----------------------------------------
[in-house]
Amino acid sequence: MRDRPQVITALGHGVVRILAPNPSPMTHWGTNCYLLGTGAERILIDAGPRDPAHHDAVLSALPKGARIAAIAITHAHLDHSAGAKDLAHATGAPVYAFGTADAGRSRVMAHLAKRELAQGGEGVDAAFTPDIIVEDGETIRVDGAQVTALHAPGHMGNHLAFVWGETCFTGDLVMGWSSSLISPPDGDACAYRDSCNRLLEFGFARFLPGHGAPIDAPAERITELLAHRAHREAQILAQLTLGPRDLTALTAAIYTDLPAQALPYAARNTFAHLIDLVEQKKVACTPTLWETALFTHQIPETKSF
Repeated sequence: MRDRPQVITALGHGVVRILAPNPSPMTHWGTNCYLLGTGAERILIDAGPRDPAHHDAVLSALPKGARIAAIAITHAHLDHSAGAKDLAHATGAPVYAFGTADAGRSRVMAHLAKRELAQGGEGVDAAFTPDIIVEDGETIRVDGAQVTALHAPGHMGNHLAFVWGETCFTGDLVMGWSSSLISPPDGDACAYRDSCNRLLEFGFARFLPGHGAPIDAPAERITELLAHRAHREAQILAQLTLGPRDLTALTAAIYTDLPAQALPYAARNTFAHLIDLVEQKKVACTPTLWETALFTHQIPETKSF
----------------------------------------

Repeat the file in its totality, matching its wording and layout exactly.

[in-house]
Amino acid sequence: MRDRPQVITALGHGVVRILAPNPSPMTHWGTNCYLLGTGAERILIDAGPRDPAHHDAVLSALPKGARIAAIAITHAHLDHSAGAKDLAHATGAPVYAFGTADAGRSRVMAHLAKRELAQGGEGVDAAFTPDIIVEDGETIRVDGAQVTALHAPGHMGNHLAFVWGETCFTGDLVMGWSSSLISPPDGDACAYRDSCNRLLEFGFARFLPGHGAPIDAPAERITELLAHRAHREAQILAQLTLGPRDLTALTAAIYTDLPAQALPYAARNTFAHLIDLVEQKKVACTPTLWETALFTHQIPETKSF
Repeated sequence: MRDRPQVITALGHGVVRILAPNPSPMTHWGTNCYLLGTGAERILIDAGPRDPAHHDAVLSALPKGARIAAIAITHAHLDHSAGAKDLAHATGAPVYAFGTADAGRSRVMAHLAKRELAQGGEGVDAAFTPDIIVEDGETIRVDGAQVTALHAPGHMGNHLAFVWGETCFTGDLVMGWSSSLISPPDGDACAYRDSCNRLLEFGFARFLPGHGAPIDAPAERITELLAHRAHREAQILAQLTLGPRDLTALTAAIYTDLPAQALPYAARNTFAHLIDLVEQKKVACTPTLWETALFTHQIPETKSF